Forbes lists the Dallas Cowboys as being worth $3.2 billion. Which is silly. I just don’t know which side of silly.
Forbes says the Cowboys’ value has risen 36 percent over last year, which I assume is related to the Los Angeles Clippers’ recent sale to Steve Ballmer for $2 billion. The Clippers were valued at under $1 billion last year by Forbes, so clearly, the business news organization doesn’t have a solid handle on the value of sports franchises.
Basically, it’s all artificial anyway. Selling for $2 billion doesn’t mean anything is worth $2 billion. And declaring something to be worth $3.2 billion doesn’t mean it would sell for $3.2 billion.
But the value of franchises is going up. Sports franchises are a precious commodity. They can’t be replicated or multiplied. There are only so many to go around: 32 in the NFL, 30 in Major League Baseball and the NBA.
Forbes’ numbers aren’t particularly interesting. But Forbes’ rankings are. The Cowboys rank No. 1 because of Tex Schramm’s great marketing 40 years ago and Jerry Jones’ great marketing the last 25. Jones gets a ton of grief for his failures as a general manager, and deservedly so. But Jones is a world-class owner.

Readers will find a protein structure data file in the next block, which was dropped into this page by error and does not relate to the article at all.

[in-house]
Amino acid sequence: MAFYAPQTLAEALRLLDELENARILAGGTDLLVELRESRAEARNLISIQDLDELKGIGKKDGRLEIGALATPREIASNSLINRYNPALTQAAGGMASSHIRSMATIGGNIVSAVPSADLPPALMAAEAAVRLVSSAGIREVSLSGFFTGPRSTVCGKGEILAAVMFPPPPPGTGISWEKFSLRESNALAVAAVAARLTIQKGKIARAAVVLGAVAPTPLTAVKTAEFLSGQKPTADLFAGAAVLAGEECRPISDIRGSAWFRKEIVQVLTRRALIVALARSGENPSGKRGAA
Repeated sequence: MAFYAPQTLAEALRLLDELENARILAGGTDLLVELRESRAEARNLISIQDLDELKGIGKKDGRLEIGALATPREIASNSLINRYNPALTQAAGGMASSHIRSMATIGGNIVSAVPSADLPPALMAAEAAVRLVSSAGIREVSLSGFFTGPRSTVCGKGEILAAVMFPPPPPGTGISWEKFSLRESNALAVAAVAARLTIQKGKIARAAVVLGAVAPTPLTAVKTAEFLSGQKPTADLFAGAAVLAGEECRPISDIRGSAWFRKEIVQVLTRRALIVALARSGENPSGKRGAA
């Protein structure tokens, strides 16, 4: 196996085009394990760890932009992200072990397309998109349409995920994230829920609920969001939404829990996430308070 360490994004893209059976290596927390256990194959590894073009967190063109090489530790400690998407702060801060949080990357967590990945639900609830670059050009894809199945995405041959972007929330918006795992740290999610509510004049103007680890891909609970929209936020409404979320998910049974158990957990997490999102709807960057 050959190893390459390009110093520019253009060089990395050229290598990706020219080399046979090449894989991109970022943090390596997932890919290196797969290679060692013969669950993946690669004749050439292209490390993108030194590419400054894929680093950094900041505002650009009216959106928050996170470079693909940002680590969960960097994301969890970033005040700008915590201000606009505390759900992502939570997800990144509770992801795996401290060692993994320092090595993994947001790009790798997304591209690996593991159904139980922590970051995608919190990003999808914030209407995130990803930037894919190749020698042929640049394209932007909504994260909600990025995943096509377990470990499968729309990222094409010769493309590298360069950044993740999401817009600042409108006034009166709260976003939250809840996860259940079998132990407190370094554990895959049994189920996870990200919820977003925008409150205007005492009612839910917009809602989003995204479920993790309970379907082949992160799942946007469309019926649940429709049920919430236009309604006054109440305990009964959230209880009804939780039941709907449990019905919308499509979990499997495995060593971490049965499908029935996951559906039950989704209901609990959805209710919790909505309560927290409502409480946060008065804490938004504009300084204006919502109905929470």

He built a magnificent stadium with civic help — but no civic overruns. And Jones has kept the Cowboy brand flourishing even while the Cowboys’ on-field performance has dallied below average since the mid-’90s. The Cowboys remain a marquee NFL franchise and that isn’t likely to change.
Being valued at $3.2 billion helps with lines of credit — which were important when Jones was building JerryWorld and will be again anytime Jones has a major project that needs financing. But it’s not particularly relevant otherwise. Jones isn’t likely to sell. He’s developed a family legacy, and his children, Jerry Jr. and Stephen among them, appear set to retain control of the Cowboys even after Jerry’s death.
Forbes’ rankings are more prestige than anything else. The Cowboy brand trumps the Lakers, the Yankees and all the NFL’s many mighty brands. The Giants, the Packers, the Steelers, the Patriots, the Bears. The Dallas Cowboys are an impressive testament to American commerce.
Now, if they could just rise above 8-8 in the NFC East.